Lukashenka can just as easily order harsh measures against other minorities, investors, business owners, etc. No one is immune from the whims of a dictator. We strongly agree with the decision of the Parliamentary Assembly of the Council of Europe to freeze high-level contacts with Belarus due to violation of democratic standards. We also applaud Catherine Ashton’s quick and public denunciation of Lukashenka’s internet censorship decree. That decree, signed by Lukashenka on February 1, 2010, will put the internet in Belarus under the control of the Presidential Administration’s Operating and Analytical Center.

The decree aims to control the activities of internet providers, websites and internet users. Clearly, the decree is a means by which the regime will be able to control and limit access to information prior to the presidential election. We urge EU organs and individual countries to demand that the decree be repealed.

Such pressure is necessary so that the last forum for relatively free access to information in Belarus is not lost. A policy of acquiescence less than a year before the next presidential election in Belarus weakens the opportunities for the opposition and supports Lukashenka’s plans to remain in power for a fourth presidential term, i.e., for 22 years.

The main strategy of the EU at this time must be the substantial strengthening of support for Belarusian democratic forces and civil society as guarantors of independence and a European orientation for the country. The following are necessary: – a demand for real improvements in freedom of speech and particularly for repeal of the internet decree; – support for alternative media, including satellite TV and FM radio broadcasting, internet projects; and – support for democratic forces, including human rights organizations, youth movements and initiatives and independent trade unions before the next presidential election in Belarus. Founded in 1949, the Belarusan-American Association is the largest organization of Belarusian Americans in the United States.


Belarusian President Wants to be European Nazarbayev?

Why, really, should he change anything, according to his Realpolitik logic, well-known to any observers of politics in developing countries. Belarusian leader wants to be treated in the West at least as good as Nazarbayev, Aliyev or Karimov, which have undoubtedly worse, even shocking human rights and democracy records but have now almost no major troubles with the West. They are too important for the world power centers to be criticized. So wants to be also Belarusian leadership, and Lukashenka particularly emphasized the importance of his country for the West in his last interview.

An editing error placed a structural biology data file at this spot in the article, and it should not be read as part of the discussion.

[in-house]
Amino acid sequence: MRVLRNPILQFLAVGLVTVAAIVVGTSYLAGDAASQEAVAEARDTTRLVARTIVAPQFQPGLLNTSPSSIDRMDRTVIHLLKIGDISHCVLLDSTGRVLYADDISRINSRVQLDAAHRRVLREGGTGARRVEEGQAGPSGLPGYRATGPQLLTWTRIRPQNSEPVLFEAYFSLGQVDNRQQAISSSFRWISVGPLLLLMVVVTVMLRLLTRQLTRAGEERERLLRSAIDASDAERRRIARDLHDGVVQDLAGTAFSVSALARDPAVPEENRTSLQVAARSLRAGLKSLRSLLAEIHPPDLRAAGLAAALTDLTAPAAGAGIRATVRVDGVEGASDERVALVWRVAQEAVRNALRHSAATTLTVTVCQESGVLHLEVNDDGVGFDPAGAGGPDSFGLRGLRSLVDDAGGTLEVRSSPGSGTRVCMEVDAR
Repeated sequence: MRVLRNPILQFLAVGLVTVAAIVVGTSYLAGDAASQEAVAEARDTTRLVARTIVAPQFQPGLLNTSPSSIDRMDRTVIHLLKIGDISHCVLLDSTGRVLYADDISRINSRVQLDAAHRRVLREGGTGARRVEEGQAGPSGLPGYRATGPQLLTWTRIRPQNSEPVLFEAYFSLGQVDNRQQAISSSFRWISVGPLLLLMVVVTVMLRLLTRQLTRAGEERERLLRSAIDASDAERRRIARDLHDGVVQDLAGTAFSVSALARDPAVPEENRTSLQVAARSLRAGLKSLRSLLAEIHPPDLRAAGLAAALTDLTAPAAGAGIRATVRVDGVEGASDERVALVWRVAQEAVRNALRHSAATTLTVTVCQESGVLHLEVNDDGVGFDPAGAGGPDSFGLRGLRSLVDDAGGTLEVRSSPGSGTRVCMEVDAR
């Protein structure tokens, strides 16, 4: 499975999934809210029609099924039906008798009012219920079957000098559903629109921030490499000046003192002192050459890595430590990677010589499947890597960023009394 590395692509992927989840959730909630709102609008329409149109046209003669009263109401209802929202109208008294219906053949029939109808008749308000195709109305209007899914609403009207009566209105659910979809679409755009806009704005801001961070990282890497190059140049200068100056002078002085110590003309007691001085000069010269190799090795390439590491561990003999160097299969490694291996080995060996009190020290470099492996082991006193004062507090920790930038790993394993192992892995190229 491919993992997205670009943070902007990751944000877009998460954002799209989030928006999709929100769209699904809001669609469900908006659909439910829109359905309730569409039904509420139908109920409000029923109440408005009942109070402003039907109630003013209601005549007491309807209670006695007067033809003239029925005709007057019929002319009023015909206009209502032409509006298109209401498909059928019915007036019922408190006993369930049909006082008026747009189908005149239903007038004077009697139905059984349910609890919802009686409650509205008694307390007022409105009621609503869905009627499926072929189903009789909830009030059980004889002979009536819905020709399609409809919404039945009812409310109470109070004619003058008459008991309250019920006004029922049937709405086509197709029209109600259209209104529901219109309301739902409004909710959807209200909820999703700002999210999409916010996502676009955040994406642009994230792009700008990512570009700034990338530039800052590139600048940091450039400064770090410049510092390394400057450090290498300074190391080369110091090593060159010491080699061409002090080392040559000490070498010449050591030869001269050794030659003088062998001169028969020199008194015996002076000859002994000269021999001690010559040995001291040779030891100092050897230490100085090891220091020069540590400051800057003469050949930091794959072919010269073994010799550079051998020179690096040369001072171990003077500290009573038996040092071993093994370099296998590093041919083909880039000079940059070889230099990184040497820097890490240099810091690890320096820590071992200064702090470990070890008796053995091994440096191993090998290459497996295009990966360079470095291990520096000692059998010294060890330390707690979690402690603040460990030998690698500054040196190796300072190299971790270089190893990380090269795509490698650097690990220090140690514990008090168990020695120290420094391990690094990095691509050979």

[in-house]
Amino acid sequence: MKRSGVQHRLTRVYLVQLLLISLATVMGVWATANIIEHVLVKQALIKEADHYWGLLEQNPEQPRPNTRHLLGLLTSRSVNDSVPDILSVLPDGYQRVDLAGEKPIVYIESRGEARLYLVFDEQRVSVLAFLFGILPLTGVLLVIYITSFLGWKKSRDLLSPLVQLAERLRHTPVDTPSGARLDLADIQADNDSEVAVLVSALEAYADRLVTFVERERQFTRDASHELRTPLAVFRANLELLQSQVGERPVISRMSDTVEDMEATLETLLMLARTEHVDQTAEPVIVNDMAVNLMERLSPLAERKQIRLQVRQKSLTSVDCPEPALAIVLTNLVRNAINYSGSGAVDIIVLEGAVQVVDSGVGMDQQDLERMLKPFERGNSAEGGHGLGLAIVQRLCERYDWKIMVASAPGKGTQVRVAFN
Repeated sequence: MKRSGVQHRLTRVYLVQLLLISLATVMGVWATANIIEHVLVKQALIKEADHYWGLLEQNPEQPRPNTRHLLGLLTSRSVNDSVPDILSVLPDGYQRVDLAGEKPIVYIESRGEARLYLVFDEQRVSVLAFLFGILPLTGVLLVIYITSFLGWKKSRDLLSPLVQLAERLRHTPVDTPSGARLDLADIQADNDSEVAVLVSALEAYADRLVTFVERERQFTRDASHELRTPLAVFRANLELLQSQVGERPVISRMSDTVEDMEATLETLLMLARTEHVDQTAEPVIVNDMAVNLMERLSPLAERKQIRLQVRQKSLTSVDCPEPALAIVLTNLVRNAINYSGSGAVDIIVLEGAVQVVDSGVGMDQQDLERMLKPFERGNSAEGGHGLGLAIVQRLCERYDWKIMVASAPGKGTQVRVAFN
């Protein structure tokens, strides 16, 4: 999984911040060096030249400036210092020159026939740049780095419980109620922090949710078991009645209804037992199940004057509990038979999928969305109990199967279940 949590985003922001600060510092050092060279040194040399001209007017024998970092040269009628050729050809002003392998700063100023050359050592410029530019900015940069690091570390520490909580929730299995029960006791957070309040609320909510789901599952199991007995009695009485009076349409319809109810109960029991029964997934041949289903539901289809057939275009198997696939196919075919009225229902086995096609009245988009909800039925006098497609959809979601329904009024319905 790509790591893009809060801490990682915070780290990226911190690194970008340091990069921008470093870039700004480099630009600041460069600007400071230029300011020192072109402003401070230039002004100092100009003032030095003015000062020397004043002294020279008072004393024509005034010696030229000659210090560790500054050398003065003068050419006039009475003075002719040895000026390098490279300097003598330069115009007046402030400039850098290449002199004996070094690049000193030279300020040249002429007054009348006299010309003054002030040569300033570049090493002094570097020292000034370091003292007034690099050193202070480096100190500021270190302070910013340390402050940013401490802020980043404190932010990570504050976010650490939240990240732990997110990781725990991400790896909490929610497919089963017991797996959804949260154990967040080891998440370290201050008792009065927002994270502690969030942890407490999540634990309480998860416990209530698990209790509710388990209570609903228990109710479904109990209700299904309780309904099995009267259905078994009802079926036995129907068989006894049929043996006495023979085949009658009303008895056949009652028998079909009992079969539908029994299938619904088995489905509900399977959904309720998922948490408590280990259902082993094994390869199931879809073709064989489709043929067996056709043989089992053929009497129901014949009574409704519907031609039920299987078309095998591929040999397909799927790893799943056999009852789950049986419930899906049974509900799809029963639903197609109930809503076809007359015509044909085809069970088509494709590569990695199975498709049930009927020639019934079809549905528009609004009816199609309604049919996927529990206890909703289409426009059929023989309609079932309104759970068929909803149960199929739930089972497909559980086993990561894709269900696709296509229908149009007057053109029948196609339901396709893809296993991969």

He elaborated on it

So what, do other nations, our partners in Eastern Partnership, have no such problems as Belarus? Hey, they have even more. Why do you treat them so, and us otherwise?

However, Belarus is all too close to the West geographically and Lukashenka is surely not considered as an Eastern European Nazarbayev, i.e. another bad guy indispensable for the Western interests.

Yet, to change his policies in order to be welcomed in the West means for Belarusian president a near end of his political life, for his regime predictably cannot survive after adopting the measures demanded by Europe, like changes in electoral law and practice, providing more freedom for media or NGOs. Asking of Lukashenka to do it, means asking of him to go. No wonder, Belarusian leader will not accept such proposals unless he decides to finish his carrier.

Nevertheless, the relations between Lukashenka and the West are not yet in a dead-end, and are unlikely to be there anytime in the near future. Belarusian regime has many ways to avoid such predicament. First, it can continue its rather successful attempts to sell “security and stability” for Western toleration as well as offer its services for containment of Russia. Second, there many ways to do business, both political and economic, unofficially, with the same results, as Belarusian history of recent years has shown.

Third, even confronted one day with fatal necessity to negotiate with the West on its current terms, Minsk has a lot of things to sell without risking to cause a crash of Belarusian political model. Let's compare the risks encountered by Lukashenka in accepting, say, current European conditions.

Thus, while liberalization for media and NGOs (including Polish minority organizations) or free and fair elections could be fatal for Lukashenka's survival, such points as setting free political prisoners (anyway not so numerous) probably does not endanger the regime and could be swapped for some new Western credits, visits or other benefits. Another point, articulated by the West – capital punishment (not stopped in Belarus regardless repeated Western demands) is also not so crucial and its suspending or abolishing are only a question of price Belarusian authorities wish to get from their Western partners.

So far, this strategy of Belarusian government worked. Belarus managed to get loans with Western support. EU lifted travel restrictions for Belarus government officials and the US trade sanctions have been suspended, the country has been invited to join Eastern Partnership and Lukashenka visited European capitals.


Belarus Remains a Bad Student of Democracy

After a discussion about the situation in Belarus, PACE noted that the former Soviet republic has shown "a lack of progress towards Council of Europe standards" and "a lack of political will" to make progress in this direction. "In particular, the Assembly condemns the executions of Andrei Zhuk and Vasily Yuzepchuk, which were carried out in March 2010 in conditions of total secrecy and at a time when the United Nations Human Rights Committee had requested a stay in the executions pending its examination of their cases," the resolution said. Read the full report

Leaders of Belarus and Ukraine Discuss Their Relationship with the EU